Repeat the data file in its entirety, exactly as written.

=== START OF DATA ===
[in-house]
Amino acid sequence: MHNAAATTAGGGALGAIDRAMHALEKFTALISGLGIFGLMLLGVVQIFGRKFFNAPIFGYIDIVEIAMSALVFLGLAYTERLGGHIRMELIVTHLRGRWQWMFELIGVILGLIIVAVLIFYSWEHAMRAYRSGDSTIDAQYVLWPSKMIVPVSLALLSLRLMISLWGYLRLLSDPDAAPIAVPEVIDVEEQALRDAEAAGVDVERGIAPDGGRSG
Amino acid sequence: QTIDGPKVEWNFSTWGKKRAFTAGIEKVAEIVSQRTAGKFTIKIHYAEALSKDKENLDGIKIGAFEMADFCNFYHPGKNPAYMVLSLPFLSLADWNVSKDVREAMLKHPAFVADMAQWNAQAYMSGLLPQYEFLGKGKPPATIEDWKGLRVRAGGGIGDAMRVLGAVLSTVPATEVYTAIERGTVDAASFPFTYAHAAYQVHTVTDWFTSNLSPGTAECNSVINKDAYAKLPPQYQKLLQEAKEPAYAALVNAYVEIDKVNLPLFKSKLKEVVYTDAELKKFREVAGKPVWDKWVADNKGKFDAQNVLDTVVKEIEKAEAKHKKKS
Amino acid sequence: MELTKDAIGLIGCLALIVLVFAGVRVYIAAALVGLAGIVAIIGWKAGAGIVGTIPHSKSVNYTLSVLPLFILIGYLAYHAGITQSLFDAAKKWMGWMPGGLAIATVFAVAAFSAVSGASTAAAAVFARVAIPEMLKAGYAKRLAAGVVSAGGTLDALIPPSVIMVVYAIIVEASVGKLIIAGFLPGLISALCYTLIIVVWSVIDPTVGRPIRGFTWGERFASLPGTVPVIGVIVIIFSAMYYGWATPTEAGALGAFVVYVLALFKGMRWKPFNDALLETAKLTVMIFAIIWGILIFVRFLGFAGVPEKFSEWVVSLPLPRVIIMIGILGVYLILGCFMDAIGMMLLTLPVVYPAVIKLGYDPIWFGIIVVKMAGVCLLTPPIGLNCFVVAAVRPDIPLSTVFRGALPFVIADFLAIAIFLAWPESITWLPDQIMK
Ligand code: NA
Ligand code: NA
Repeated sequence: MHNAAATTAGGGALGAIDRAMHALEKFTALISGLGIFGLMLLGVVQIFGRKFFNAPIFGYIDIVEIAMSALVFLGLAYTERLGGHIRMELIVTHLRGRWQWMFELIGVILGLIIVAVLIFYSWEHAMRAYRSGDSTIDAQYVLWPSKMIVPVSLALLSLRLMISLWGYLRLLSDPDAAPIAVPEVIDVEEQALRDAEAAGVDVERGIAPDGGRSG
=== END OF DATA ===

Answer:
[in-house]
Amino acid sequence: MHNAAATTAGGGALGAIDRAMHALEKFTALISGLGIFGLMLLGVVQIFGRKFFNAPIFGYIDIVEIAMSALVFLGLAYTERLGGHIRMELIVTHLRGRWQWMFELIGVILGLIIVAVLIFYSWEHAMRAYRSGDSTIDAQYVLWPSKMIVPVSLALLSLRLMISLWGYLRLLSDPDAAPIAVPEVIDVEEQALRDAEAAGVDVERGIAPDGGRSG
Amino acid sequence: QTIDGPKVEWNFSTWGKKRAFTAGIEKVAEIVSQRTAGKFTIKIHYAEALSKDKENLDGIKIGAFEMADFCNFYHPGKNPAYMVLSLPFLSLADWNVSKDVREAMLKHPAFVADMAQWNAQAYMSGLLPQYEFLGKGKPPATIEDWKGLRVRAGGGIGDAMRVLGAVLSTVPATEVYTAIERGTVDAASFPFTYAHAAYQVHTVTDWFTSNLSPGTAECNSVINKDAYAKLPPQYQKLLQEAKEPAYAALVNAYVEIDKVNLPLFKSKLKEVVYTDAELKKFREVAGKPVWDKWVADNKGKFDAQNVLDTVVKEIEKAEAKHKKKS
Amino acid sequence: MELTKDAIGLIGCLALIVLVFAGVRVYIAAALVGLAGIVAIIGWKAGAGIVGTIPHSKSVNYTLSVLPLFILIGYLAYHAGITQSLFDAAKKWMGWMPGGLAIATVFAVAAFSAVSGASTAAAAVFARVAIPEMLKAGYAKRLAAGVVSAGGTLDALIPPSVIMVVYAIIVEASVGKLIIAGFLPGLISALCYTLIIVVWSVIDPTVGRPIRGFTWGERFASLPGTVPVIGVIVIIFSAMYYGWATPTEAGALGAFVVYVLALFKGMRWKPFNDALLETAKLTVMIFAIIWGILIFVRFLGFAGVPEKFSEWVVSLPLPRVIIMIGILGVYLILGCFMDAIGMMLLTLPVVYPAVIKLGYDPIWFGIIVVKMAGVCLLTPPIGLNCFVVAAVRPDIPLSTVFRGALPFVIADFLAIAIFLAWPESITWLPDQIMK
Ligand code: NA
Ligand code: NA
Repeated sequence: MHNAAATTAGGGALGAIDRAMHALEKFTALISGLGIFGLMLLGVVQIFGRKFFNAPIFGYIDIVEIAMSALVFLGLAYTERLGGHIRMELIVTHLRGRWQWMFELIGVILGLIIVAVLIFYSWEHAMRAYRSGDSTIDAQYVLWPSKMIVPVSLALLSLRLMISLWGYLRLLSDPDAAPIAVPEVIDVEEQALRDAEAAGVDVERGIAPDGGRSG